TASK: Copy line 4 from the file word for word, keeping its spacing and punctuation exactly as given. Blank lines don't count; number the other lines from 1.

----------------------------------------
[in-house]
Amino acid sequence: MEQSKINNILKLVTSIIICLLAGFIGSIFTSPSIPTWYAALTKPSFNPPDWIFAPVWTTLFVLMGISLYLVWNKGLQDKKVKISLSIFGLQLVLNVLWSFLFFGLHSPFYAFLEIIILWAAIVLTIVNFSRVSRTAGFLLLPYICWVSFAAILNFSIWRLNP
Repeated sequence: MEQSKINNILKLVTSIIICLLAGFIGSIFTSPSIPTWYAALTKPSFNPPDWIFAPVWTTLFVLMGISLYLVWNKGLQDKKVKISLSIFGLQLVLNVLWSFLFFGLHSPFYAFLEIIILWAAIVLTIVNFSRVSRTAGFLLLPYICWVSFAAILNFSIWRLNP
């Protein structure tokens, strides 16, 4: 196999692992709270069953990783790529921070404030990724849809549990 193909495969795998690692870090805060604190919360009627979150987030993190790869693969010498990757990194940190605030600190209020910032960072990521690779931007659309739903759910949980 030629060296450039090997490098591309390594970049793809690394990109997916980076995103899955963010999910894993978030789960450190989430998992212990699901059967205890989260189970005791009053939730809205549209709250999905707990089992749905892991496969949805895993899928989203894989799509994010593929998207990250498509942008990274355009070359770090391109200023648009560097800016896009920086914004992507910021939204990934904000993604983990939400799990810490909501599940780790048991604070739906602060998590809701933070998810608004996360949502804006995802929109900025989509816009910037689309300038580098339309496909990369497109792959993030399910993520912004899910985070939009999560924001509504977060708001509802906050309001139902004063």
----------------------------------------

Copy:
């Protein structure tokens, strides 16, 4: 196999692992709270069953990783790529921070404030990724849809549990 193909495969795998690692870090805060604190919360009627979150987030993190790869693969010498990757990194940190605030600190209020910032960072990521690779931007659309739903759910949980 030629060296450039090997490098591309390594970049793809690394990109997916980076995103899955963010999910894993978030789960450190989430998992212990699901059967205890989260189970005791009053939730809205549209709250999905707990089992749905892991496969949805895993899928989203894989799509994010593929998207990250498509942008990274355009070359770090391109200023648009560097800016896009920086914004992507910021939204990934904000993604983990939400799990810490909501599940780790048991604070739906602060998590809701933070998810608004996360949502804006995802929109900025989509816009910037689309300038580098339309496909990369497109792959993030399910993520912004899910985070939009999560924001509504977060708001509802906050309001139902004063």